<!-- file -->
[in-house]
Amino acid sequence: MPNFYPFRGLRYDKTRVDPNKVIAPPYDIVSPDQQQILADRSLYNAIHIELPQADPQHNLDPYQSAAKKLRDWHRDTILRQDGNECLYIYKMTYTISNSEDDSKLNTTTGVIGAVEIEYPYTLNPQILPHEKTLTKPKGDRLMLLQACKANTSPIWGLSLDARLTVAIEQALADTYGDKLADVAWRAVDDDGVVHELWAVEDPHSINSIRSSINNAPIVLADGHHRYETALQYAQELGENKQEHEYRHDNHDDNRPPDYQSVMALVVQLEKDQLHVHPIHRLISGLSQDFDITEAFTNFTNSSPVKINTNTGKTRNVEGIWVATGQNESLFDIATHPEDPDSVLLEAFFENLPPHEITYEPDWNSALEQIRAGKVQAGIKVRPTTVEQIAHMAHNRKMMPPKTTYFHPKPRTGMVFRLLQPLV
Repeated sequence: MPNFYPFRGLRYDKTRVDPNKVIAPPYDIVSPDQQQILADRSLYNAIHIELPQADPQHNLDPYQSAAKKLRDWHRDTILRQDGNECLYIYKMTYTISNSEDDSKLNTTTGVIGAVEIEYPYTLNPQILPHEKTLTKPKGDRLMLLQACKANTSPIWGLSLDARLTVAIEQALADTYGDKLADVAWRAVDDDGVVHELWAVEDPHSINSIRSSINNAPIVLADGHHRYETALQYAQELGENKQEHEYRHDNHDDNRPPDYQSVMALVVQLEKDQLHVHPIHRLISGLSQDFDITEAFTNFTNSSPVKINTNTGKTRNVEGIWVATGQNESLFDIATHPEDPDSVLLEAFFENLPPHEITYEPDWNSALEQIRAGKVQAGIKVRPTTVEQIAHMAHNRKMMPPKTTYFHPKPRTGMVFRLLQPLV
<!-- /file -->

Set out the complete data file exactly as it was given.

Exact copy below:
[in-house]
Amino acid sequence: MPNFYPFRGLRYDKTRVDPNKVIAPPYDIVSPDQQQILADRSLYNAIHIELPQADPQHNLDPYQSAAKKLRDWHRDTILRQDGNECLYIYKMTYTISNSEDDSKLNTTTGVIGAVEIEYPYTLNPQILPHEKTLTKPKGDRLMLLQACKANTSPIWGLSLDARLTVAIEQALADTYGDKLADVAWRAVDDDGVVHELWAVEDPHSINSIRSSINNAPIVLADGHHRYETALQYAQELGENKQEHEYRHDNHDDNRPPDYQSVMALVVQLEKDQLHVHPIHRLISGLSQDFDITEAFTNFTNSSPVKINTNTGKTRNVEGIWVATGQNESLFDIATHPEDPDSVLLEAFFENLPPHEITYEPDWNSALEQIRAGKVQAGIKVRPTTVEQIAHMAHNRKMMPPKTTYFHPKPRTGMVFRLLQPLV
Repeated sequence: MPNFYPFRGLRYDKTRVDPNKVIAPPYDIVSPDQQQILADRSLYNAIHIELPQADPQHNLDPYQSAAKKLRDWHRDTILRQDGNECLYIYKMTYTISNSEDDSKLNTTTGVIGAVEIEYPYTLNPQILPHEKTLTKPKGDRLMLLQACKANTSPIWGLSLDARLTVAIEQALADTYGDKLADVAWRAVDDDGVVHELWAVEDPHSINSIRSSINNAPIVLADGHHRYETALQYAQELGENKQEHEYRHDNHDDNRPPDYQSVMALVVQLEKDQLHVHPIHRLISGLSQDFDITEAFTNFTNSSPVKINTNTGKTRNVEGIWVATGQNESLFDIATHPEDPDSVLLEAFFENLPPHEITYEPDWNSALEQIRAGKVQAGIKVRPTTVEQIAHMAHNRKMMPPKTTYFHPKPRTGMVFRLLQPLV